Two employees of the Sealed Air Corp. facility in Spartanburg are suing the maker of packaging and cleaning products, alleging they and hundreds of others were wrongly denied bonus pay after the company changed the way it calculates year-end performance bonuses.
They claim the company’s policy change violated multiple states’ wage laws and breached their contracts as employees. Sealed Air denied the plaintiffs’ claims.
Cathy Parker and Rick Hayden – of Spartanburg and Richland counties in South Carolina, respectively – filed their class-action claim in February in U.S. District Court in New Jersey, where the company was based. Sealed Air is moving its headquarters to Charlotte, where it broke ground on its offices June 25.
According to the complaint, the Sealed Air bonus program worked like this: Performance goals were set at the beginning of the year and workers were rated on a five-point scale. At year’s end, employees had to be rated at least 2.8 out of 5 to receive a bonus, which they would receive during the first quarter of the following year, according to the complaint.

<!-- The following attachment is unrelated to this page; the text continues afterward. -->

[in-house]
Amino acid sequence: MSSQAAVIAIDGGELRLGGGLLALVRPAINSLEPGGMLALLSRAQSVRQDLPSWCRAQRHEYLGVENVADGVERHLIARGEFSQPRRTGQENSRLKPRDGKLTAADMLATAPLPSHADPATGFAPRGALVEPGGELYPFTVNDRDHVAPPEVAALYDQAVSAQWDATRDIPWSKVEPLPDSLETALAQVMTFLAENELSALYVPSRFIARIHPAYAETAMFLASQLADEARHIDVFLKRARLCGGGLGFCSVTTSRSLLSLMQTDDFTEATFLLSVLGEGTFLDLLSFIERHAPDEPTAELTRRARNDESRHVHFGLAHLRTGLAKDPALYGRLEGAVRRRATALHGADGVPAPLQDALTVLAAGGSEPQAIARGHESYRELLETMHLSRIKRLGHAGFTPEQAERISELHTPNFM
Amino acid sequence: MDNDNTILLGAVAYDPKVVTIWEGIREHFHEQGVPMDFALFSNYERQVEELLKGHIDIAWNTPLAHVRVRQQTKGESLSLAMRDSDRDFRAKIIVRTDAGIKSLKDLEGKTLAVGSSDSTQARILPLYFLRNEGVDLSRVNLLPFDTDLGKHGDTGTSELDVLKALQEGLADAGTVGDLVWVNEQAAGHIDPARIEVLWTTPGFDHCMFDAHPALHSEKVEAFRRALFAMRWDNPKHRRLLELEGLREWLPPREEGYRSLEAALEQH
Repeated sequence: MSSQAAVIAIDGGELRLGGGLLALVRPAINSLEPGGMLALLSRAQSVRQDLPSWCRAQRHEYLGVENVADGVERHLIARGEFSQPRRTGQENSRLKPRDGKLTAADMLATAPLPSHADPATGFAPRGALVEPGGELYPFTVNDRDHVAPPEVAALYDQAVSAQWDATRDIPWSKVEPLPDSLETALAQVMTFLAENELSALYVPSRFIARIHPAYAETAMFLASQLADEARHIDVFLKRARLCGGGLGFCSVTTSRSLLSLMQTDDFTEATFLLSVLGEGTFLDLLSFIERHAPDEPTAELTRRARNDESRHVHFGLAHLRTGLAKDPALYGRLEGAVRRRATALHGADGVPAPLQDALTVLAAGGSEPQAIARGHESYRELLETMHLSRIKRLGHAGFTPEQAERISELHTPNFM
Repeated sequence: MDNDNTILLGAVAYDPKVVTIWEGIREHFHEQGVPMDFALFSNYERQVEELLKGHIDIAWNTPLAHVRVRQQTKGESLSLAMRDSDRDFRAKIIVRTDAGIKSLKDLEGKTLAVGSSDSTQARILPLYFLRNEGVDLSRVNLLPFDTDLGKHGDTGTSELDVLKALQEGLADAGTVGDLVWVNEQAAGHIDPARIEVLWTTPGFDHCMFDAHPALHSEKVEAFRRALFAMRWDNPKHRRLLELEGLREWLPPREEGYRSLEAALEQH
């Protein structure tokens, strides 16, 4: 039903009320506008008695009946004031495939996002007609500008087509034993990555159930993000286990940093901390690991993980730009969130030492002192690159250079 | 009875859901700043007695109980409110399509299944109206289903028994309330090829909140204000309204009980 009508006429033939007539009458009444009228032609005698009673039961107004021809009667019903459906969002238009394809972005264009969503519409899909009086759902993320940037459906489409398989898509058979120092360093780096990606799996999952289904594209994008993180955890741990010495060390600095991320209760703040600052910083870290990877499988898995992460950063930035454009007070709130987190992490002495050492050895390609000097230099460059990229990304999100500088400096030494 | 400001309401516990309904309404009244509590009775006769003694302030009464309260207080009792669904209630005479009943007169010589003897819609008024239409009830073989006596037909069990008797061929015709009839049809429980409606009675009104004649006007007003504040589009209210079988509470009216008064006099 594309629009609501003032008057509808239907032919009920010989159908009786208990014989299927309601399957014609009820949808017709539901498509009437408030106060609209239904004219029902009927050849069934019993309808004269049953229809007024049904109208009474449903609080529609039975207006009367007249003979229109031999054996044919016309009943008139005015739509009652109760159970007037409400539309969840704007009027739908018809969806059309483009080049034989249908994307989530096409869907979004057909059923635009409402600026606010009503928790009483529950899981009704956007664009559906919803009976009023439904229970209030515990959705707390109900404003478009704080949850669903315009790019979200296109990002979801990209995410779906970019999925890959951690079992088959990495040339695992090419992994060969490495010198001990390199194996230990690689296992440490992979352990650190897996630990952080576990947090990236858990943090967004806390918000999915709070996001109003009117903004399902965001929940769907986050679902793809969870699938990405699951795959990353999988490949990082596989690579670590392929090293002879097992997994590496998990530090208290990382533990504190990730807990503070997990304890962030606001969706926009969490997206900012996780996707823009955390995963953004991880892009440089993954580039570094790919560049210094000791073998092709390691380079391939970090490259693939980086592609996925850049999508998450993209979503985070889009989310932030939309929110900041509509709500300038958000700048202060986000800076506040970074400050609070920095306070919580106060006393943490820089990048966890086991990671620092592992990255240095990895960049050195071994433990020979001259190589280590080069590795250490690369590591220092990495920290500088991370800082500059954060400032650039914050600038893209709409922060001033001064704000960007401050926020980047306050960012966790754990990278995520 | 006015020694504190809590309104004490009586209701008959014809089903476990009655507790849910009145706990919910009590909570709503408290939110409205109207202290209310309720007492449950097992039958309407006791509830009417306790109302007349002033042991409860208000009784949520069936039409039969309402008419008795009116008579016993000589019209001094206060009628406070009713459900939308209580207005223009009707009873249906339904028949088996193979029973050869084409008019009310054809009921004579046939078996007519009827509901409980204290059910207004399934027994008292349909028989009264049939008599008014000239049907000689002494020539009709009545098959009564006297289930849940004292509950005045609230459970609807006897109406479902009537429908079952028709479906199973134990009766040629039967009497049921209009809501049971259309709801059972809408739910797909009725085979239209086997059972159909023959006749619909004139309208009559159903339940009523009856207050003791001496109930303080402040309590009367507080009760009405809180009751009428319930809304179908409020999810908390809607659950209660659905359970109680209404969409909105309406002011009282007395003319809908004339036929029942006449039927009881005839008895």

The claim says both plaintiffs received a 3.0 rating at the end of 2012 and then were told in February 2013 that a new grading policy lowered their rating to 2.7, making them ineligible for bonus pay. The plaintiffs claim the retroactive downgrade cost them, and 15 percent of the employees eligible, their performance bonuses and was not done in good faith.
In a response, Sealed Air attorneys wrote: “The plaintiffs’ claims are barred because defendant paid plaintiffs all salary and/or wages due to them during the course of their employment, and, therefore, is not liable to plaintiffs for any unpaid wages.”
It also said the plaintiffs were not due any bonuses because they already had breached the performance bonus program or failed to perform their duties under the program.
Sealed Air, whose best-known product is Bubble Wrap, announced its relocation to Charlotte in July 2014, lured by more than $40 million in incentives from state and local economic development organizations. When it moves into its corporate headquarters in early 2017, it plans to have a workforce of almost 1,300.
Representatives of Sealed Air declined comment Thursday. Staff Researcher Maria David contributed.